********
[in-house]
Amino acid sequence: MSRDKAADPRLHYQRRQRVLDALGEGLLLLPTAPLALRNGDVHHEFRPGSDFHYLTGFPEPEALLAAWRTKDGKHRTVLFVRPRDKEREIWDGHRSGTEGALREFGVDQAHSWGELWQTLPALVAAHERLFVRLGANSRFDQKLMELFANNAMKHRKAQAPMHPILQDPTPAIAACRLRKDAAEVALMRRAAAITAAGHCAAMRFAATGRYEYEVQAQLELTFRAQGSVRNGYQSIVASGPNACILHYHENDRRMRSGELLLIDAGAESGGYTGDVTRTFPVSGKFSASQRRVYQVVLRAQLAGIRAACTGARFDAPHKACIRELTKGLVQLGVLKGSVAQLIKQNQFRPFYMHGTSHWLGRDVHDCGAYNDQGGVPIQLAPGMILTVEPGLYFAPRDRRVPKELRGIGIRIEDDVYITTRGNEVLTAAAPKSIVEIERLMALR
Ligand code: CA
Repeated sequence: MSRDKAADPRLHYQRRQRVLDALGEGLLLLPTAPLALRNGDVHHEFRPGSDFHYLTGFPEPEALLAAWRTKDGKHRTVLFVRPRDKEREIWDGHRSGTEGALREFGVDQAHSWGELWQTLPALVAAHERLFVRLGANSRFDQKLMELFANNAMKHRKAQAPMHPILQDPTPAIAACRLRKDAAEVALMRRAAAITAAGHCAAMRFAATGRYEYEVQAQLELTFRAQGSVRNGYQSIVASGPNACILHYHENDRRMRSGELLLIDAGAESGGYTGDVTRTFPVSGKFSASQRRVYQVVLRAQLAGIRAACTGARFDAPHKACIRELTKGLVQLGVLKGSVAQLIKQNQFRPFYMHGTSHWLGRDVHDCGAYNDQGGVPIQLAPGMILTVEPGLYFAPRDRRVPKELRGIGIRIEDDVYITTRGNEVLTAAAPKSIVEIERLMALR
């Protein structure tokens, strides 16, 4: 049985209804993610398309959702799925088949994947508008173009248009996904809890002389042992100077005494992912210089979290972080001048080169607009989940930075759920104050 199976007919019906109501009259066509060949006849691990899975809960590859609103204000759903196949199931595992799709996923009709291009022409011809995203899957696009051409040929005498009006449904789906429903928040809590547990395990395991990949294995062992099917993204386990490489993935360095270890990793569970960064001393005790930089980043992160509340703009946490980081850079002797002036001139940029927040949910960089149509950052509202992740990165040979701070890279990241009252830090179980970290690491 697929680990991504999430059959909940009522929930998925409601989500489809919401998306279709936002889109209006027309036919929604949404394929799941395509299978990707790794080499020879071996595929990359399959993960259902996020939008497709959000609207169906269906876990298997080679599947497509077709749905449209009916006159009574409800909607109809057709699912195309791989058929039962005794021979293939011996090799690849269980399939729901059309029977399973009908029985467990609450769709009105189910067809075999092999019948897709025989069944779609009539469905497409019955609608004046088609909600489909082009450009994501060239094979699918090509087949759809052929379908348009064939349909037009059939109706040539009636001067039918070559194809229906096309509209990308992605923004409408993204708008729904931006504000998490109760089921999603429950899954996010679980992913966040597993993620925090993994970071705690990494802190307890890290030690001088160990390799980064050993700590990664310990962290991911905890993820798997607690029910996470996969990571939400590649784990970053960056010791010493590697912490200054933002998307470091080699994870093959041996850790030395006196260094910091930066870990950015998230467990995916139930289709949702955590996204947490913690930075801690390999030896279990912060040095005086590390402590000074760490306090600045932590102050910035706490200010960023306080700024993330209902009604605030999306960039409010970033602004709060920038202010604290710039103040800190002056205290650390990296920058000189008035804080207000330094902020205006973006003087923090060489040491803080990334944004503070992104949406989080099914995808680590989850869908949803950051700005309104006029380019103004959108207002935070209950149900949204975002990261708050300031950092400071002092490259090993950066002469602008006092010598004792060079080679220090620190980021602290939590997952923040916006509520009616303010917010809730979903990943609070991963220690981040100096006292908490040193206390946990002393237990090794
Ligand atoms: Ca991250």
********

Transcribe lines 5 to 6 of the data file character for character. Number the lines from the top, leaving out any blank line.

């Protein structure tokens, strides 16, 4: 049985209804993610398309959702799925088949994947508008173009248009996904809890002389042992100077005494992912210089979290972080001048080169607009989940930075759920104050 199976007919019906109501009259066509060949006849691990899975809960590859609103204000759903196949199931595992799709996923009709291009022409011809995203899957696009051409040929005498009006449904789906429903928040809590547990395990395991990949294995062992099917993204386990490489993935360095270890990793569970960064001393005790930089980043992160509340703009946490980081850079002797002036001139940029927040949910960089149509950052509202992740990165040979701070890279990241009252830090179980970290690491 697929680990991504999430059959909940009522929930998925409601989500489809919401998306279709936002889109209006027309036919929604949404394929799941395509299978990707790794080499020879071996595929990359399959993960259902996020939008497709959000609207169906269906876990298997080679599947497509077709749905449209009916006159009574409800909607109809057709699912195309791989058929039962005794021979293939011996090799690849269980399939729901059309029977399973009908029985467990609450769709009105189910067809075999092999019948897709025989069944779609009539469905497409019955609608004046088609909600489909082009450009994501060239094979699918090509087949759809052929379908348009064939349909037009059939109706040539009636001067039918070559194809229906096309509209990308992605923004409408993204708008729904931006504000998490109760089921999603429950899954996010679980992913966040597993993620925090993994970071705690990494802190307890890290030690001088160990390799980064050993700590990664310990962290991911905890993820798997607690029910996470996969990571939400590649784990970053960056010791010493590697912490200054933002998307470091080699994870093959041996850790030395006196260094910091930066870990950015998230467990995916139930289709949702955590996204947490913690930075801690390999030896279990912060040095005086590390402590000074760490306090600045932590102050910035706490200010960023306080700024993330209902009604605030999306960039409010970033602004709060920038202010604290710039103040800190002056205290650390990296920058000189008035804080207000330094902020205006973006003087923090060489040491803080990334944004503070992104949406989080099914995808680590989850869908949803950051700005309104006029380019103004959108207002935070209950149900949204975002990261708050300031950092400071002092490259090993950066002469602008006092010598004792060079080679220090620190980021602290939590997952923040916006509520009616303010917010809730979903990943609070991963220690981040100096006292908490040193206390946990002393237990090794
Ligand atoms: Ca991250």